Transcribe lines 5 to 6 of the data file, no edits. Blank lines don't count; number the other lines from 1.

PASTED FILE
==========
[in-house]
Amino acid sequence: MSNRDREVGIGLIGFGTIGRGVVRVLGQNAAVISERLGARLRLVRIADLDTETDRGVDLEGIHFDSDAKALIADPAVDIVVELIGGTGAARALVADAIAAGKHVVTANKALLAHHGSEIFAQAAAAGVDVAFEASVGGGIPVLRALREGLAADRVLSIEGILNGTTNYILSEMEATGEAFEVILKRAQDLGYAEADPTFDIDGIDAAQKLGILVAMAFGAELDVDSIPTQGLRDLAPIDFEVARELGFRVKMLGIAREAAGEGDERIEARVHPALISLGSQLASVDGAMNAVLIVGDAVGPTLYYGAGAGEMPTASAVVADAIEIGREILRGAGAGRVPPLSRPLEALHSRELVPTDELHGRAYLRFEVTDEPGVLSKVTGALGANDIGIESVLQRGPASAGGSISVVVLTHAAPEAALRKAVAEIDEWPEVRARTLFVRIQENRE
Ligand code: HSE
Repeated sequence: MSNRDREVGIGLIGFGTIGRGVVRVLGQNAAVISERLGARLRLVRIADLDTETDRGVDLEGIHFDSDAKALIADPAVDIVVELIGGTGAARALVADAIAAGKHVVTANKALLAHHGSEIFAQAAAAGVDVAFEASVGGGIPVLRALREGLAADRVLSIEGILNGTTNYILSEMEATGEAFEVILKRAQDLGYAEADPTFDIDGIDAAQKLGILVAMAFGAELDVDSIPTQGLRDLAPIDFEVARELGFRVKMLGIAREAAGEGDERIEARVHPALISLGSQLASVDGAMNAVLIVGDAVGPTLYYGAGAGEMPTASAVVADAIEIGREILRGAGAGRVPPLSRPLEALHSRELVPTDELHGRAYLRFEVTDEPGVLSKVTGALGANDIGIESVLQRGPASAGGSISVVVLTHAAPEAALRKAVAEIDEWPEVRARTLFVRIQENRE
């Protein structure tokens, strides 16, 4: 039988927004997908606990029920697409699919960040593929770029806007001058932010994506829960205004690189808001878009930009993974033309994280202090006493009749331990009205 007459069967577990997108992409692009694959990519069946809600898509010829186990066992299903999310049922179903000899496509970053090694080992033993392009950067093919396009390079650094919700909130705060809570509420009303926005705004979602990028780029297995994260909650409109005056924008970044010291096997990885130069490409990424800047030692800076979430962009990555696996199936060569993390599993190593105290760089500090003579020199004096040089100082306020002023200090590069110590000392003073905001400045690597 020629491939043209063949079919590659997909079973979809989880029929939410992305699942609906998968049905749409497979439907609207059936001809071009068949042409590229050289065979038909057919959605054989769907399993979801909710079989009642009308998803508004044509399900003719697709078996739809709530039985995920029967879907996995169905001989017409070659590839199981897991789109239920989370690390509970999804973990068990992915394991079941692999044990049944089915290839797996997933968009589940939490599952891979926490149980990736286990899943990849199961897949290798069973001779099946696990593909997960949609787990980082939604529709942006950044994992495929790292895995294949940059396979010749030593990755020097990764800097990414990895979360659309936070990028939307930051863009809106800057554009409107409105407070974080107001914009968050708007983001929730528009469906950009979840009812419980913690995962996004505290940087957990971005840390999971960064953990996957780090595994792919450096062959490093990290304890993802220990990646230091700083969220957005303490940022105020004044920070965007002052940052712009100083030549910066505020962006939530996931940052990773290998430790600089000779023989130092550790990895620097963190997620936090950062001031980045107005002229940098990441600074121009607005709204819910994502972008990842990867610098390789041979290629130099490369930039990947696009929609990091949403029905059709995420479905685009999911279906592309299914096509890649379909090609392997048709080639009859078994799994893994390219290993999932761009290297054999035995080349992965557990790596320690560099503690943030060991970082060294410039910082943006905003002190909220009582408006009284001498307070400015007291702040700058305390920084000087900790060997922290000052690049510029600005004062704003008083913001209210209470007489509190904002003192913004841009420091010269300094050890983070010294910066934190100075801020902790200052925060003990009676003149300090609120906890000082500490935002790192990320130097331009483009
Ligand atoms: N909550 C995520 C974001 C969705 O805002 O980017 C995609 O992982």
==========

């Protein structure tokens, strides 16, 4: 039988927004997908606990029920697409699919960040593929770029806007001058932010994506829960205004690189808001878009930009993974033309994280202090006493009749331990009205 007459069967577990997108992409692009694959990519069946809600898509010829186990066992299903999310049922179903000899496509970053090694080992033993392009950067093919396009390079650094919700909130705060809570509420009303926005705004979602990028780029297995994260909650409109005056924008970044010291096997990885130069490409990424800047030692800076979430962009990555696996199936060569993390599993190593105290760089500090003579020199004096040089100082306020002023200090590069110590000392003073905001400045690597 020629491939043209063949079919590659997909079973979809989880029929939410992305699942609906998968049905749409497979439907609207059936001809071009068949042409590229050289065979038909057919959605054989769907399993979801909710079989009642009308998803508004044509399900003719697709078996739809709530039985995920029967879907996995169905001989017409070659590839199981897991789109239920989370690390509970999804973990068990992915394991079941692999044990049944089915290839797996997933968009589940939490599952891979926490149980990736286990899943990849199961897949290798069973001779099946696990593909997960949609787990980082939604529709942006950044994992495929790292895995294949940059396979010749030593990755020097990764800097990414990895979360659309936070990028939307930051863009809106800057554009409107409105407070974080107001914009968050708007983001929730528009469906950009979840009812419980913690995962996004505290940087957990971005840390999971960064953990996957780090595994792919450096062959490093990290304890993802220990990646230091700083969220957005303490940022105020004044920070965007002052940052712009100083030549910066505020962006939530996931940052990773290998430790600089000779023989130092550790990895620097963190997620936090950062001031980045107005002229940098990441600074121009607005709204819910994502972008990842990867610098390789041979290629130099490369930039990947696009929609990091949403029905059709995420479905685009999911279906592309299914096509890649379909090609392997048709080639009859078994799994893994390219290993999932761009290297054999035995080349992965557990790596320690560099503690943030060991970082060294410039910082943006905003002190909220009582408006009284001498307070400015007291702040700058305390920084000087900790060997922290000052690049510029600005004062704003008083913001209210209470007489509190904002003192913004841009420091010269300094050890983070010294910066934190100075801020902790200052925060003990009676003149300090609120906890000082500490935002790192990320130097331009483009
Ligand atoms: N909550 C995520 C974001 C969705 O805002 O980017 C995609 O992982």